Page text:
On this delightful, dry season morning, we landed on the beach at Vansittart Bay on the coast of North Kimberley. With a gentle sea breeze to cool us down, we walked over sand dunes. We discovered the large, inland salt flat that floods during springtide and then comes alive with a dazzle of bright, iridescent fiddler crabs.

This salt flat was also the location of a C-53 US Army plane that made an emergency landing during the build-up of World War II in 1942. The plane’s aluminum fuselage was abandoned in the nearby bushland, and it still shines bright after so many decades.

After lunch, we visited nearby Jar Island. During his 1819 expedition, Phillip Parker King named the island after observing the many pieces of pottery that were discarded by the Macassan seafarers. For hundreds of years, the seafarers visited the coast to harvest and prepare the sea cucumber or trepang for trade with China.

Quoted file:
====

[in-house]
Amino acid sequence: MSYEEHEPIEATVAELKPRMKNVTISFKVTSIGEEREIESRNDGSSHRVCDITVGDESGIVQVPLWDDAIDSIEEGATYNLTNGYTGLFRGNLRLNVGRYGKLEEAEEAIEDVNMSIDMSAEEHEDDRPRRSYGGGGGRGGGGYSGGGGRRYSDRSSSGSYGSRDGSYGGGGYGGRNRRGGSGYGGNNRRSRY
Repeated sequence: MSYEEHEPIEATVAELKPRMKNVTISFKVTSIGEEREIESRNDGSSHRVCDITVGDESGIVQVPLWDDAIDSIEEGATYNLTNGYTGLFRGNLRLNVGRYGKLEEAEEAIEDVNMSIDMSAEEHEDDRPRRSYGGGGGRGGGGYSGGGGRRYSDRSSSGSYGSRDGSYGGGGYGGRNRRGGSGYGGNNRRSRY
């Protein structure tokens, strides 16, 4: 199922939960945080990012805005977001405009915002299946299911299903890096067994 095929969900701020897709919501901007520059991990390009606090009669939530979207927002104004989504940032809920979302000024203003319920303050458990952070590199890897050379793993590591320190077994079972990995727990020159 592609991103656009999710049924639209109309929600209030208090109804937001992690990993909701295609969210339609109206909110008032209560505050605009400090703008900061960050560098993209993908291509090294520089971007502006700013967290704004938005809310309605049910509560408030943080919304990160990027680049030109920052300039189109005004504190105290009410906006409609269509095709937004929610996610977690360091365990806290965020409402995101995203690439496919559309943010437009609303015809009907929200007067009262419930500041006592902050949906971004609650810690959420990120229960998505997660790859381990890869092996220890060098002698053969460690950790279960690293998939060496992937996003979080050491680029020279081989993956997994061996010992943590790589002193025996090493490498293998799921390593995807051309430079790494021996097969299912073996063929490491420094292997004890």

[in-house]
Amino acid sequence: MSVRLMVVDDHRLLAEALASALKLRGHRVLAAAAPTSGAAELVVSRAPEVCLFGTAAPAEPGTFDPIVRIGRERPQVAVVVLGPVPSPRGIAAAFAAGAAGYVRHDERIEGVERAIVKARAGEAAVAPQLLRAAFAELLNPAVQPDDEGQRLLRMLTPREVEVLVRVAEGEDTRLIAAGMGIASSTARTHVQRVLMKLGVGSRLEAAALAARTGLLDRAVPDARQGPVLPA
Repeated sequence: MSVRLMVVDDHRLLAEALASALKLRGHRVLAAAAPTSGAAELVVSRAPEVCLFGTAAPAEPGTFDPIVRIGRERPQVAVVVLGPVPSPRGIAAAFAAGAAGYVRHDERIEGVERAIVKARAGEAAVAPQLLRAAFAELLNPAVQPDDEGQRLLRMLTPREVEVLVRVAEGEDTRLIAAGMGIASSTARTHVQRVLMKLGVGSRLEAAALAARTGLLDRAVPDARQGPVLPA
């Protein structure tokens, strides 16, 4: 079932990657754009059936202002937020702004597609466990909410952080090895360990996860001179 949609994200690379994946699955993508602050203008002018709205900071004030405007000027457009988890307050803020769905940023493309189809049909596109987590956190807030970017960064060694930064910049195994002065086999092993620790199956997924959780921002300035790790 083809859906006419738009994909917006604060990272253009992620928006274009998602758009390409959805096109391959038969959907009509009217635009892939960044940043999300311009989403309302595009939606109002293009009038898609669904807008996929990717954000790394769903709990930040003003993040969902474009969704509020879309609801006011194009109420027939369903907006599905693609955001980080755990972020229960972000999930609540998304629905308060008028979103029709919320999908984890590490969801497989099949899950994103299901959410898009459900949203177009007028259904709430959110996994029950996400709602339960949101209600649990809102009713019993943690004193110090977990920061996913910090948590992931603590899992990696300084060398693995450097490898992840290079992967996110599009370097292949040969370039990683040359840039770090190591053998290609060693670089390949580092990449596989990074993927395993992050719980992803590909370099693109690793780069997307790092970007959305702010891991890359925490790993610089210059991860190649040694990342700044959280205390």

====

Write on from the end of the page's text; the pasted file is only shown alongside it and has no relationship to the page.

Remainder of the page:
Jar Island is a fantastic location to view the amazing rock art galleries of the Gwion Gwion paintings. These paintings represent a much older period of culture from the Indigenous first Australians. Some of these paintings are over 12,000 years old.